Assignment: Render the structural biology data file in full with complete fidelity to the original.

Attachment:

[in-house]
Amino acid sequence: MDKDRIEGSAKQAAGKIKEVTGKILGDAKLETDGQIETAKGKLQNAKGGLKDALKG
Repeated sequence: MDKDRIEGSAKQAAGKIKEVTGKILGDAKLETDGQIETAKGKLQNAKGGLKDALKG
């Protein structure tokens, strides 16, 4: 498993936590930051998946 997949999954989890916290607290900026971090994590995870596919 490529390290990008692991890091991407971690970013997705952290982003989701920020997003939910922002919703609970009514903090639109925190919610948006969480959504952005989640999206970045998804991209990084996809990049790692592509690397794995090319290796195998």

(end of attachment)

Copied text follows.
[in-house]
Amino acid sequence: MDKDRIEGSAKQAAGKIKEVTGKILGDAKLETDGQIETAKGKLQNAKGGLKDALKG
Repeated sequence: MDKDRIEGSAKQAAGKIKEVTGKILGDAKLETDGQIETAKGKLQNAKGGLKDALKG
């Protein structure tokens, strides 16, 4: 498993936590930051998946 997949999954989890916290607290900026971090994590995870596919 490529390290990008692991890091991407971690970013997705952290982003989701920020997003939910922002919703609970009514903090639109925190919610948006969480959504952005989640999206970045998804991209990084996809990049790692592509690397794995090319290796195998």